Google Glass is quickly turning into the butt of a joke in the consumer market, where it’s being parodied on The Daily Show and elsewhere, and where the term “glasshole” is now a common way to refer to what someone people call “those face computers.” Today, Google is looking to rehab that image a bit by focusing on more practical applications designed for businesses. The company is announcing its first round of “Glass at Work Certified Partners.”
The new partners include APX, Augmedix, Crowdoptic, GuidiGO and Wearable Intelligence.
APX Labs makes Skylight, business software for Glass, which provides workers with real-time access to enterprise data; Augmedix offers a service for doctors; Crowdoptic detects broadcast events from mobile and wearable devices to market context-aware apps for sports, entertainment, building/security and medical industries; GuidiGo works with museums and cultural institutions to help visitors connect with art and culture through storytelling experiences; and Wearable Intelligence creates Glass apps for energy, manufacturing, healthcare, and more.
Google says that hundreds of enterprise developers applied for the program, which lets them create business-specific apps for Glass, as well as become eligible for co-branding and listing on the “Glass at Work” website.
The company also highlighted in particular some of the efforts underway by Augmedix, which is working with Dignity Health to find an alternative way to input information into a patient’s medical record without having physicians “tethered to a computer.”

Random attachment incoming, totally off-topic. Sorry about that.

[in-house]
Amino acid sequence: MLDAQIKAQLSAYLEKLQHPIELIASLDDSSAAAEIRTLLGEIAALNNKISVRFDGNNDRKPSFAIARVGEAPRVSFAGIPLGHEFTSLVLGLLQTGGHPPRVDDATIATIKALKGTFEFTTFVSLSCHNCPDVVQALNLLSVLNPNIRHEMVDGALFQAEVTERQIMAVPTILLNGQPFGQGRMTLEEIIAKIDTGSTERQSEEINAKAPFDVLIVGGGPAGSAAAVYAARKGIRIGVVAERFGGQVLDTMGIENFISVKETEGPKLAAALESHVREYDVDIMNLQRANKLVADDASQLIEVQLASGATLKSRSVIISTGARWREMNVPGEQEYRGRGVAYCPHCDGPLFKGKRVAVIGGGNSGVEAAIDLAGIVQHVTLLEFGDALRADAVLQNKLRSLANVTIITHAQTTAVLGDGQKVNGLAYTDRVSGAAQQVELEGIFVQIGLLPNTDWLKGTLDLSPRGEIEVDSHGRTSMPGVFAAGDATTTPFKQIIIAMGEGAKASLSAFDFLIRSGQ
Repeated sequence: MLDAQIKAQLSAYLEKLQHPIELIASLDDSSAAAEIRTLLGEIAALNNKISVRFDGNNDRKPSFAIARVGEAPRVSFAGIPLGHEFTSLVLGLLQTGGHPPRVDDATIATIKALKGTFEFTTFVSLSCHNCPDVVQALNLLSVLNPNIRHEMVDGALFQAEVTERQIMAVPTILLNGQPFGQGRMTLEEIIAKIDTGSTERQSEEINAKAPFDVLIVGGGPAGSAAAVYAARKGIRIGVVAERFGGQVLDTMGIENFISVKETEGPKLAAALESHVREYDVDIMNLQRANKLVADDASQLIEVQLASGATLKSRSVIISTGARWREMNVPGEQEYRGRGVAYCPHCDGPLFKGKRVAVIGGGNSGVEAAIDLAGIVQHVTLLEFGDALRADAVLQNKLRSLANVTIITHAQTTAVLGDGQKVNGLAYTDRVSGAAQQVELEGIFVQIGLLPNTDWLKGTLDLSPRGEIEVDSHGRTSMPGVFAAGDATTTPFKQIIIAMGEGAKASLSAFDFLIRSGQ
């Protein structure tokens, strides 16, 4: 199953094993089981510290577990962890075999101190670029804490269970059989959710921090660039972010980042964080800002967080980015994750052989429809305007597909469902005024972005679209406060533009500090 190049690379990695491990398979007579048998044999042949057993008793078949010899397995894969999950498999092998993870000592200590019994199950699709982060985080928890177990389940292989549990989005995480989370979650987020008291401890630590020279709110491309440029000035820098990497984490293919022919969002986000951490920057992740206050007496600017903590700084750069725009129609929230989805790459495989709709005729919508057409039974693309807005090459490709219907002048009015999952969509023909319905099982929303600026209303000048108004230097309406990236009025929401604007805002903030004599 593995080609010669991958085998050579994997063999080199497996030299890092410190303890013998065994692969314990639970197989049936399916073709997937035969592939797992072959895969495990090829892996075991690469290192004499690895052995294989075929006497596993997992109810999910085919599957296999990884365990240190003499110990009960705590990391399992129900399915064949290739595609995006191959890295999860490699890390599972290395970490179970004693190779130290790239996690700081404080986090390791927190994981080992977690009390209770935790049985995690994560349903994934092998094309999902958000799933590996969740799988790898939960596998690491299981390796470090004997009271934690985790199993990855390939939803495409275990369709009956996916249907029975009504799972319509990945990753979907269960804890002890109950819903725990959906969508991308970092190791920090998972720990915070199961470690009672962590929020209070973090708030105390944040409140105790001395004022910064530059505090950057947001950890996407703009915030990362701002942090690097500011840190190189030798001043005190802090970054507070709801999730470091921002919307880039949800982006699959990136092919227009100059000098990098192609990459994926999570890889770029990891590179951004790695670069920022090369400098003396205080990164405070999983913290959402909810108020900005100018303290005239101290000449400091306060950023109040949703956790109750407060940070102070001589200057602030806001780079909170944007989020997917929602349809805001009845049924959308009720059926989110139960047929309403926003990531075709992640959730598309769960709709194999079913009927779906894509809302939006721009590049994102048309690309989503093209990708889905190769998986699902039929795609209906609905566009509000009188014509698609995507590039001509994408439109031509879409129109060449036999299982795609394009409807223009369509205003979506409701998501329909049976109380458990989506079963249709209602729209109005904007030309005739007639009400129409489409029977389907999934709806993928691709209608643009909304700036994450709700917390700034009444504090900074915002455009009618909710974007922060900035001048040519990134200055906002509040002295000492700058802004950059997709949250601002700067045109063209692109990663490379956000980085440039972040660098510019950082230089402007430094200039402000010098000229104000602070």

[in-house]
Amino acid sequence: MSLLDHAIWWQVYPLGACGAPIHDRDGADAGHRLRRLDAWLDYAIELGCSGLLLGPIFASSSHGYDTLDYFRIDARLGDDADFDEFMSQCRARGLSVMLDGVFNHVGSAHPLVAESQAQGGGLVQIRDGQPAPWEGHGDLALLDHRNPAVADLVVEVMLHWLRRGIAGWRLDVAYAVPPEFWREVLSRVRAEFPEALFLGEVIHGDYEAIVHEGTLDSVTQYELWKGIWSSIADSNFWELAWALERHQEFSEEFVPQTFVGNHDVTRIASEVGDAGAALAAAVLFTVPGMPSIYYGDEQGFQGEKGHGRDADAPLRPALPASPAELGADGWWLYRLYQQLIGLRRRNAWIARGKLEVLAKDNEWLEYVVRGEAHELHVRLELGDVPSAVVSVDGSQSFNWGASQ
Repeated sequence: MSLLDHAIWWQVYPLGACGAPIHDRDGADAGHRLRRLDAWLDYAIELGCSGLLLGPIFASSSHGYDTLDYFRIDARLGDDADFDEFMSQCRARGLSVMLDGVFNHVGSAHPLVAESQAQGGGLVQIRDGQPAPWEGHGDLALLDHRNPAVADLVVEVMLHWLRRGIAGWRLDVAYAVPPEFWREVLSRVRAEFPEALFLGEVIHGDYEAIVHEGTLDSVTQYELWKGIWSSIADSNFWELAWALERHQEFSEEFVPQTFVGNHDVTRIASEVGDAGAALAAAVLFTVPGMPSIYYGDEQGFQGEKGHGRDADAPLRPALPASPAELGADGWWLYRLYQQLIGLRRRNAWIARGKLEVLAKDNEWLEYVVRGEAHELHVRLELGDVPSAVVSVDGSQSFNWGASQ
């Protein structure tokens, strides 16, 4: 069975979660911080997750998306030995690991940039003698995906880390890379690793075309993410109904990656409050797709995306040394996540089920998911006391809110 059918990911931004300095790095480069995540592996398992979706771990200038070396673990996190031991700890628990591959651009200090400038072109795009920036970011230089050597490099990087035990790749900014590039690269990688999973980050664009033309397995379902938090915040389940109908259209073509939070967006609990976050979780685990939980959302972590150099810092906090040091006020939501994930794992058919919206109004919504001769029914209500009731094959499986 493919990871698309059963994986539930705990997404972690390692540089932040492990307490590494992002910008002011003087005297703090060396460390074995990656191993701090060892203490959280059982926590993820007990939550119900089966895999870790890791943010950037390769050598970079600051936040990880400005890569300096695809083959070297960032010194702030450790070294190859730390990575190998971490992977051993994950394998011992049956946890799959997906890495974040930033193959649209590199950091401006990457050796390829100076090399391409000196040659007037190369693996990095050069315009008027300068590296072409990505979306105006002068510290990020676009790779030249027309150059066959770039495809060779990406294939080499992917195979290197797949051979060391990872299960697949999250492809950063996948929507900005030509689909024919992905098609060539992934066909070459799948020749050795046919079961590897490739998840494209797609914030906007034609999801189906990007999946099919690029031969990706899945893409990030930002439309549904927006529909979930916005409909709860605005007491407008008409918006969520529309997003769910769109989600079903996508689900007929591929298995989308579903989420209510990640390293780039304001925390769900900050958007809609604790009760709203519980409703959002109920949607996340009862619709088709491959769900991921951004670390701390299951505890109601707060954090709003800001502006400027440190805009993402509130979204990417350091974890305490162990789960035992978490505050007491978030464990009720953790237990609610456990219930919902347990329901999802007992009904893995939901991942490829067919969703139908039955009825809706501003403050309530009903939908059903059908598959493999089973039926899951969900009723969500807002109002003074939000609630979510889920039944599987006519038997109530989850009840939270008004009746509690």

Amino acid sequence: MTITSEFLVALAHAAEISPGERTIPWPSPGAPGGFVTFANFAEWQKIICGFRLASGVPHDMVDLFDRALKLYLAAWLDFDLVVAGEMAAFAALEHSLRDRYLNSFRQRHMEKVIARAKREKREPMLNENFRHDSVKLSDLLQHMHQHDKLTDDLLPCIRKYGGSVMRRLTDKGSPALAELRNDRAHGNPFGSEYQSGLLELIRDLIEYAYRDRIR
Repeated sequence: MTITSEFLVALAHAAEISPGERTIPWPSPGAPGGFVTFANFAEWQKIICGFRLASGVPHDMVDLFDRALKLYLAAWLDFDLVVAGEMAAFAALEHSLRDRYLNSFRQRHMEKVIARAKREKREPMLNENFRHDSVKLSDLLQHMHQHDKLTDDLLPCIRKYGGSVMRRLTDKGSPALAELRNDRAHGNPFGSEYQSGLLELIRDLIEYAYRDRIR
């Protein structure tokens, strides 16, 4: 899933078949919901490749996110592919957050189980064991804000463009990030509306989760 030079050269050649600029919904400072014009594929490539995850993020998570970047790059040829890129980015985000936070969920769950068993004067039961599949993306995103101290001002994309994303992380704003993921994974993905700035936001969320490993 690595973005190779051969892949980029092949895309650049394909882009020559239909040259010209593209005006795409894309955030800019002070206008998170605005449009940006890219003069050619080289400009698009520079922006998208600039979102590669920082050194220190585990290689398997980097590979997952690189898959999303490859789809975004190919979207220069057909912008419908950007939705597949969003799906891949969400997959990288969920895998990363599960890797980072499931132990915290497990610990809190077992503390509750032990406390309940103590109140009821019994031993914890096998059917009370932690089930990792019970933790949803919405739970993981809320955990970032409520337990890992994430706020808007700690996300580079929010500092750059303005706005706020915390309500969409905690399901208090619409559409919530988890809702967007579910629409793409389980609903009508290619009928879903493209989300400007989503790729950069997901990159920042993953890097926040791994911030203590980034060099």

A pilot of Google Glass + Augmedix has been underway at Dignity Health’s Ventura Medical Clinic since January. Here, three family practice physicians have taken part in over 2,700 patient visits involving Google Glass.
The doctor puts on Glass before entering the room, launches the app, then speaks to the patient about their issues. The audio and visual data is being streamed through Glass to the Augmedix platform, where the info is then input into the patient’s electronic medical record in real-time.
Because really, if people have problems with Glass at a bar, surely they won’t mind if their private conversations with their doctors are live-streamed?
Of course, to be fair, many doctors today use more some version of audio recording today – however, this tends to be a voice recorder the doctor speaks into after the meeting to summarize the data that’s to be input (e.g. patient name, what symptoms they’re presenting with, what course of medication is being prescribed, etc.) It’s still a leap to go from that to having Glass record the meeting in real-time full.
Dignity Health, however, says that since beginning to use the technology, its physicians have reported a decrease in total daily time spent entering data into EHRs from 33% to 9%, and increased direct patient care from 35% to 70%. So there is some value in terms of the sheer efficiency of the software. As to what it says for a doctor’s bedside manner, though, is to be determined.
But this video sure spins it well: